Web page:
What does a Script Supervisor do on an Action On The Side film?

AOTS Script Supervisor _ draft from Patricia Hetherington on Vimeo.

The Script Supervisor has one of the most important roles on set. They record the shots and takes we do on set directly into our Production Spreadsheet. The data they record is used by the Editor for the edit.

The Script Supervisor works closely with the Director and First Assistant Director (1st AD) to ensure all the planned shots are done.

The information they record includes:

– the scene, shot, and take (one row per take);
– whether there were any issues with the take;
– how long the take was;
– anything special about the slate (e.g. second sticks, missed slate, tail slate)
– what the Director thought of each take*;
– any technical issues during the take from the DP and Sound Recordist;
– sound file
– Continuity notes

For every set-up (that is when the camera changes starting position), the Script Supervisor needs to ensure the Director has said which is their favourite take. They record that one as being Good (G). Any takes that can’t be used are recorded as No Good (NG). This makes life easier for the Editor; they can start their rough cut with the G takes and ignore the NG takes.

The Script Supervisor needs to have a high attention to detail. They work with the DP and/or Camera Operator, the Clapper Loader, and the First Assistant Director to make sure they are recording the correct data. Their data is used by the DIT and Editor and will make Postproduction go smoother.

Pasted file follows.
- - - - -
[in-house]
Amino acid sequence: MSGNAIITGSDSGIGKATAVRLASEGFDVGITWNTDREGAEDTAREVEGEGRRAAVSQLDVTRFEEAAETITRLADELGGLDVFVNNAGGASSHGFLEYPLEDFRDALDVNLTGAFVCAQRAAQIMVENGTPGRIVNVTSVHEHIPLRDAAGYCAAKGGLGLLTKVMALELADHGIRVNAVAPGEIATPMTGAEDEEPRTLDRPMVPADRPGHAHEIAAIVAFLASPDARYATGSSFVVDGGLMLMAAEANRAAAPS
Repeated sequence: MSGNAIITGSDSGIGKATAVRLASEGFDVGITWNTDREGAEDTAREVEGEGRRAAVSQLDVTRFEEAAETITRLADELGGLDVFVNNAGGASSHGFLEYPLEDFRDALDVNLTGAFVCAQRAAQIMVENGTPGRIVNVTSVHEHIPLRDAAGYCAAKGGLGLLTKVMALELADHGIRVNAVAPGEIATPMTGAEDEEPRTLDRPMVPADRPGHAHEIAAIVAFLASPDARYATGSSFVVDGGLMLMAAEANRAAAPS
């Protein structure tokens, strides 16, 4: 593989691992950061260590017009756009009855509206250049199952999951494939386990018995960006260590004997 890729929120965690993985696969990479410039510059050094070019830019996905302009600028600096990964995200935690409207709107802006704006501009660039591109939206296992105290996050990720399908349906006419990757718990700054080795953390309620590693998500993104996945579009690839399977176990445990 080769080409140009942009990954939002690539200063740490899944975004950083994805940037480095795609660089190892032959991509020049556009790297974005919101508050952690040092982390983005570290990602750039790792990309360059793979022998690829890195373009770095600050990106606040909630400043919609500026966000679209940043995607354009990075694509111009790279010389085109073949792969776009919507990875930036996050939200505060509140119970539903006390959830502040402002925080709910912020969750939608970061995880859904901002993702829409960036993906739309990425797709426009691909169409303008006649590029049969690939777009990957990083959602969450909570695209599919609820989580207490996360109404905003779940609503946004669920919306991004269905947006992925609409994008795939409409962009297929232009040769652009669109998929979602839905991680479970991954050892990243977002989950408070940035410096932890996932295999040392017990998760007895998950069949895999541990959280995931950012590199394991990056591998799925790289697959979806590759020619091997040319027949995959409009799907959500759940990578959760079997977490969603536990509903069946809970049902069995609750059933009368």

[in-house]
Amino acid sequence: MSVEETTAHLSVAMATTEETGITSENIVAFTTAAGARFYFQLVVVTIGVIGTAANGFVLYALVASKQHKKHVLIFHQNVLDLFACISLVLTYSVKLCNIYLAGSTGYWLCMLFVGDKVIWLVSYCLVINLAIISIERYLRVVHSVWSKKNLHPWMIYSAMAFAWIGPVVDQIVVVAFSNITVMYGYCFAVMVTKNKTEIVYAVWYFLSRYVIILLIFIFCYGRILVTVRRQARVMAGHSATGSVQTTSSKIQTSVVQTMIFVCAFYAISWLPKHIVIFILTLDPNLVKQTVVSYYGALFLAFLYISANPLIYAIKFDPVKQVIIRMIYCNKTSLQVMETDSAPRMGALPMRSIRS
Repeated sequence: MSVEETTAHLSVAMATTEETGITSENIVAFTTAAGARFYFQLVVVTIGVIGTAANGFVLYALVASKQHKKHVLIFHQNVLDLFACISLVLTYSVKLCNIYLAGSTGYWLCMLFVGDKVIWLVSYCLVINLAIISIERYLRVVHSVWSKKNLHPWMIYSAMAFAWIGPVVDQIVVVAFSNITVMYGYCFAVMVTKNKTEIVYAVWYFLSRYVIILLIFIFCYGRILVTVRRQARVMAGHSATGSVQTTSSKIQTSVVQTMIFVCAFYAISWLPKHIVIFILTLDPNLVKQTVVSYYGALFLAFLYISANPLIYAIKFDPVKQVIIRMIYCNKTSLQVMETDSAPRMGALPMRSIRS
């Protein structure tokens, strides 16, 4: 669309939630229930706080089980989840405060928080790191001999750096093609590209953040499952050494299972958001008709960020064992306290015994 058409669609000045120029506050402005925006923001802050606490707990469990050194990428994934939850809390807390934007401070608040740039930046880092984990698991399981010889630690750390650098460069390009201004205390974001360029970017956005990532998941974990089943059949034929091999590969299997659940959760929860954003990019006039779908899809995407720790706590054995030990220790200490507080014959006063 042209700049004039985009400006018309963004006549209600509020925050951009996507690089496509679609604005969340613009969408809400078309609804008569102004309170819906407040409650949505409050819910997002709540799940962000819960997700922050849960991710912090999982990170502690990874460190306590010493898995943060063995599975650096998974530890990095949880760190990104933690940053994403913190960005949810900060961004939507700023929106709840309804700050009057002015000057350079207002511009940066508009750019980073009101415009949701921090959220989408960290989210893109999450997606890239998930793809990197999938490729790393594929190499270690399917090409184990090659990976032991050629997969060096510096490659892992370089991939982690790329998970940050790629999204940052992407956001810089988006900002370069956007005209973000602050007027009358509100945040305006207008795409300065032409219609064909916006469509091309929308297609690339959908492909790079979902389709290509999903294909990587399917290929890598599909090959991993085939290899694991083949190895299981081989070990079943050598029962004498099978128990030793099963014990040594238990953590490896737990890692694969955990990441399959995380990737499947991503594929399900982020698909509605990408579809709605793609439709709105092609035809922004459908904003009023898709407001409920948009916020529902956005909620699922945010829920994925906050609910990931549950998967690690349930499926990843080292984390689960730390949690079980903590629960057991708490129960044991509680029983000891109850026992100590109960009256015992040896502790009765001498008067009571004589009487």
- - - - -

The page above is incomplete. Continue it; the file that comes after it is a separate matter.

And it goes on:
They will always have a copy of the script to hand and will be able to prompt the actors if needed.

We combine the Script Supervisor’s role with Continuity. This means means ensuring the same actions are repeated in every take and that the set dressing stays the same, so there aren’t any massive jumps that will screw up the edit. The Script Supervisor will work with the Art Department to make sure set dressing and props are the same for each take. The Script Supervisor should keep track on things that are likely to cause continuity issues, such as which arm an actor uses, how their hair hangs, whether clothes are rolled up or unbuttoned. Sometimes Production Assistants also help with Continuity. The Continuity person should take reference photos that can be checked if needed.